Whether or not Sega forecasted, the Nintendo GameCube controller is by far the best choice to replay these classics on. Although there is only a couple buttons to use, many of which do the same action, it all feels much easier and more comfortable on the Cube's analog stick; even better than the original Genesis controller. If you want to stay strictly nostalgic, take on the D-Pad for a much more classic experience, or give your thumbs a rest on the analog stick.

Although Sonic Mega Collection isn't a standard priced GameCube game at $39.99 retail, it's well worth the forty bucks you'll pay to own a collection of memorable titles. Not having Sonic CD or any initial improvements over the originals, plus the somewhat absent-feeling filler titles, they don't affect the overall package, but you wont help to feel a little short-changed in the end. Chances are pretty good you'll be buying this for the Sonic saga; not Bean Machine, Spinball, or the poorly adapted Sonic 3D Blast as they prove to be more less of the package deal. If there was to be an addition to Mega Collection, games like Sonic R, which was an abominably horrendous on-foot racer for the Saturn, and even Sonic CD could be in here, as well as Sonic Adventure... possibly just wishful thinking. Like Sonic Jam for the Sega Saturn, you don't get any of the added bonuses as you did there like a polygonal interface, but all in all, Mega Collection is a but a collection that doesn't loose sight of it's goal; bring foward the classics in a bundled form. For fans, Mega Collection is an excellent re-representation of the classic Sonic gameplay that has been forgotten in a new-age of 3D polygonal worlds, and although it has slight shortcomings, it's a package that many fans would like to see happen to other sagas like Mega Man, Mario and even Zelda.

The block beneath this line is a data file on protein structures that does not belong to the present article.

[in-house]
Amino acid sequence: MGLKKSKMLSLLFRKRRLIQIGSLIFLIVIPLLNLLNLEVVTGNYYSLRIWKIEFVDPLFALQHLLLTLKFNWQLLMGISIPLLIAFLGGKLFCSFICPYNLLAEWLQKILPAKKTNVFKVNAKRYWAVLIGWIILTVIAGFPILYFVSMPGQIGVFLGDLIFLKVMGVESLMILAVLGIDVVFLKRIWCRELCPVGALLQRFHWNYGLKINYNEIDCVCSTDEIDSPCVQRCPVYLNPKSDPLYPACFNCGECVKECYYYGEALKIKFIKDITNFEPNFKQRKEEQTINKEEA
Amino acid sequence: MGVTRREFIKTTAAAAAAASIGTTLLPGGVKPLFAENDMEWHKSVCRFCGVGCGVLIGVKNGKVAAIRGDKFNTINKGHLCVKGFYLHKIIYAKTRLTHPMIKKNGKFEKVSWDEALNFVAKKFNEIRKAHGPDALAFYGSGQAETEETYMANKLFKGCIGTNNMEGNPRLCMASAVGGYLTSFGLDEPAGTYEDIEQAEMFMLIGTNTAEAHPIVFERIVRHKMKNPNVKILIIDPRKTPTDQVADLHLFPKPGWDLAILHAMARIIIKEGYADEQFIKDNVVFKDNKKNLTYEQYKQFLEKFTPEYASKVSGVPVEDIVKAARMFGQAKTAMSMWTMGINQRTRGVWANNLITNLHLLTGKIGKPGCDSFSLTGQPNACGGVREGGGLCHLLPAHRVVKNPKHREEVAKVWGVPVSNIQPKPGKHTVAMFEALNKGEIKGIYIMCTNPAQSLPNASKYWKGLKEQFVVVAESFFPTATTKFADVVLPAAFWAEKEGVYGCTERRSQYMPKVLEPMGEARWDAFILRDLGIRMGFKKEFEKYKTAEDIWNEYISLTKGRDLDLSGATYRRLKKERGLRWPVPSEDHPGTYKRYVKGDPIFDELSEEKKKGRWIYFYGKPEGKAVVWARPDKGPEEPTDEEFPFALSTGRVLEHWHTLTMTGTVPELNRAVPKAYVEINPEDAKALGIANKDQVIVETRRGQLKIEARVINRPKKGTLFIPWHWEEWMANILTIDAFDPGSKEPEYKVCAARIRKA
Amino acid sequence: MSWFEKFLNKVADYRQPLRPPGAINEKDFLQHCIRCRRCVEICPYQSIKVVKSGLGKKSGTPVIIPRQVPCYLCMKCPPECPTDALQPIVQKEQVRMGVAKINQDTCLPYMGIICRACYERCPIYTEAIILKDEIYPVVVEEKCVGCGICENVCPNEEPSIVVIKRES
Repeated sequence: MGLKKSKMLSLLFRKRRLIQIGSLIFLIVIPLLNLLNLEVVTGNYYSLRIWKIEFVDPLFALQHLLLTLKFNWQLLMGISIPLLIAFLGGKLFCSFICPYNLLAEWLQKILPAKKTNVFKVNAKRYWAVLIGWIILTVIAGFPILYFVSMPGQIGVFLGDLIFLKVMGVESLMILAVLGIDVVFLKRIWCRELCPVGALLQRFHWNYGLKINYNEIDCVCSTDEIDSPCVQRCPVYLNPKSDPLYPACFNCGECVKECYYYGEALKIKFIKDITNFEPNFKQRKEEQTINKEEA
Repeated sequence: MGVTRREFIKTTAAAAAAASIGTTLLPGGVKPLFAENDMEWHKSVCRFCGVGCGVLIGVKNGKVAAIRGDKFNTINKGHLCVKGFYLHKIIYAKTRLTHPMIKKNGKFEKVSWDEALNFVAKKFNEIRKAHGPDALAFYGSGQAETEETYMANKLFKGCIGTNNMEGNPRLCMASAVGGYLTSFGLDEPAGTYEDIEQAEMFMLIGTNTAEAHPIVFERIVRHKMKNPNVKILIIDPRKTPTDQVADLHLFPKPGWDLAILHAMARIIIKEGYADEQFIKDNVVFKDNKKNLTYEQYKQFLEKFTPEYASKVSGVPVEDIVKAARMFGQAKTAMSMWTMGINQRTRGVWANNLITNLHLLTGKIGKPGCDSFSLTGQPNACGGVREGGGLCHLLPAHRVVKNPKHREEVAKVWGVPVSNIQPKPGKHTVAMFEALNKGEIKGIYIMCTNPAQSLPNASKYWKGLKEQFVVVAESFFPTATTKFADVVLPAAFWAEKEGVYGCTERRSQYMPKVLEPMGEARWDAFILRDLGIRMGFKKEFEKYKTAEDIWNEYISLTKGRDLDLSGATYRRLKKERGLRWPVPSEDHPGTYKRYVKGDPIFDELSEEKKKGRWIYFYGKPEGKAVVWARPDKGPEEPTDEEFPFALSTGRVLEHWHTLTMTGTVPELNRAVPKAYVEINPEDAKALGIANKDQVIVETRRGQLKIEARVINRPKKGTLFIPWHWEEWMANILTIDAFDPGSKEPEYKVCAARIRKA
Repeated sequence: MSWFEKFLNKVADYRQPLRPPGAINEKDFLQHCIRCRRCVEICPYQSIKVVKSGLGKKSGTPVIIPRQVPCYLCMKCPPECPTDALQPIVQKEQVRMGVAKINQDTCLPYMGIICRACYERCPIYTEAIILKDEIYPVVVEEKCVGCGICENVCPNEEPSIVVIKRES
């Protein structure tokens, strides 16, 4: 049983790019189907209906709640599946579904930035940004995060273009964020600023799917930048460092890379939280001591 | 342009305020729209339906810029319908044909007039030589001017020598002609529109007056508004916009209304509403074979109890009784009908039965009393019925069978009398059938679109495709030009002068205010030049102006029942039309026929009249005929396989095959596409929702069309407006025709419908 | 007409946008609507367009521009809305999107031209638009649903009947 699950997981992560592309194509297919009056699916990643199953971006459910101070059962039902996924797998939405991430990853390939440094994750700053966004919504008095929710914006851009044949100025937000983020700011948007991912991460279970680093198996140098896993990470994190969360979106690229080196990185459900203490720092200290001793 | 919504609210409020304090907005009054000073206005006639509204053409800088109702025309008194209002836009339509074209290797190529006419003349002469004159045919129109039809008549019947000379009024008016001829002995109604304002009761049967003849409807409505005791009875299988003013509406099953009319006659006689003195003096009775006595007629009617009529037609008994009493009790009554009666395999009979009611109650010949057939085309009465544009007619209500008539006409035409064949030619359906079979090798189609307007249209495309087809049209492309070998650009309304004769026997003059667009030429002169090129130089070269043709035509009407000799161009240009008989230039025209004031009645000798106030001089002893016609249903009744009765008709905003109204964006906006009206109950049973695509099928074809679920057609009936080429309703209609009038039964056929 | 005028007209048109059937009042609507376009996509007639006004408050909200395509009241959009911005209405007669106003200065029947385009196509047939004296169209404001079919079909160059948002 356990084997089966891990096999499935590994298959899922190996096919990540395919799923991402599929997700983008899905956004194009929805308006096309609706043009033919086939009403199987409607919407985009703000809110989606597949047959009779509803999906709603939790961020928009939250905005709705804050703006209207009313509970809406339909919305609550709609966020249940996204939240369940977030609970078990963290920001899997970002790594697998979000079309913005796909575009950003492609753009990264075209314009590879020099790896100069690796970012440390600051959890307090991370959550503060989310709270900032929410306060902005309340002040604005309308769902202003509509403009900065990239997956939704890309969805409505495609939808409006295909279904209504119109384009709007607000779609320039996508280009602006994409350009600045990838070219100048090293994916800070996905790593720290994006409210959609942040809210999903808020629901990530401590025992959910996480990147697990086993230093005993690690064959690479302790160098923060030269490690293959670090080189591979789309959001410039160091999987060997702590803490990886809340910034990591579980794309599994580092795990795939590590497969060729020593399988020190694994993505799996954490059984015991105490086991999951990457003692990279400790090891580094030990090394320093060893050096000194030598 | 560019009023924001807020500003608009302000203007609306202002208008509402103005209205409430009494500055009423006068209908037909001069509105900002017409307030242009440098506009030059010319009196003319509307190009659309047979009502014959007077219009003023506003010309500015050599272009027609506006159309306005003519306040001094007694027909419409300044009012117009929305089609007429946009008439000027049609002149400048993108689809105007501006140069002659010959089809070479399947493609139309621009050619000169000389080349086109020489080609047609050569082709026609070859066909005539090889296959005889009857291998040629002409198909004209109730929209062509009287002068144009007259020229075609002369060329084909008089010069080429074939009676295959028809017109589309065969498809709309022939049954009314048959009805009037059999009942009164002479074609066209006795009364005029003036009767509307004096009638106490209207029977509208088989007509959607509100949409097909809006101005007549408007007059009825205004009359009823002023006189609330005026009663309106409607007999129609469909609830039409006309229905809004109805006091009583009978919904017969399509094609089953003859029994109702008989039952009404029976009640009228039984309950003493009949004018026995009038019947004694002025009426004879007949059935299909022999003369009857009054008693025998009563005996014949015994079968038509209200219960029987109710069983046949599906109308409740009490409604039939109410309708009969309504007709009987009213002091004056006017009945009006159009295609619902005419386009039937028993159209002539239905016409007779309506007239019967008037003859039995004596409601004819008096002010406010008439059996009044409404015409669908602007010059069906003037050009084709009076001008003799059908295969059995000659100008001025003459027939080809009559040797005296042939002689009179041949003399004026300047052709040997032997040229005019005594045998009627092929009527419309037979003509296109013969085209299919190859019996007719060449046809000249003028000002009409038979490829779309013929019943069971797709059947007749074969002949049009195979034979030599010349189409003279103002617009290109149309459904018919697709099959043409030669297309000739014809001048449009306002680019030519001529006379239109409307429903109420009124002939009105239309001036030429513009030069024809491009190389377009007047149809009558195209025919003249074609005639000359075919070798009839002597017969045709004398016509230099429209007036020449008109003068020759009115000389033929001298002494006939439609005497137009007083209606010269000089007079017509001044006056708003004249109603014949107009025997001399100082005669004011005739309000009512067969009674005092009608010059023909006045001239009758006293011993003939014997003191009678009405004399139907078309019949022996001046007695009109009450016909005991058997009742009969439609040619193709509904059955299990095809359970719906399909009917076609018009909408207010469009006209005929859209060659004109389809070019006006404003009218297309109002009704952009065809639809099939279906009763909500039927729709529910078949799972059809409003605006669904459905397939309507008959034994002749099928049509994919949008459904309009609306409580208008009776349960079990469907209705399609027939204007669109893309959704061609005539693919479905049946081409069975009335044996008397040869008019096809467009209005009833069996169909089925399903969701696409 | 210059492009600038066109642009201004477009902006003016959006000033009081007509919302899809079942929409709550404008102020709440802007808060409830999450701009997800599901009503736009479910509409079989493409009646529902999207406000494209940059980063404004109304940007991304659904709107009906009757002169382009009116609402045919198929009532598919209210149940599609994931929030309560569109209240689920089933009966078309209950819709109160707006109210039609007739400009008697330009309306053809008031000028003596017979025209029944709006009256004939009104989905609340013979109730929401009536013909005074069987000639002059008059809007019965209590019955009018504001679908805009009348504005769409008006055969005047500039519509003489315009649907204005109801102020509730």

(on a basis of Epinions' stars ratings)

4 out of 5

5 out of 5

4 out of 5

5 out of 5

Lasting Prowess
5 out of 5

The Final Decisions are based on the emulation of the titles, not the technology

Recommend this product? Yes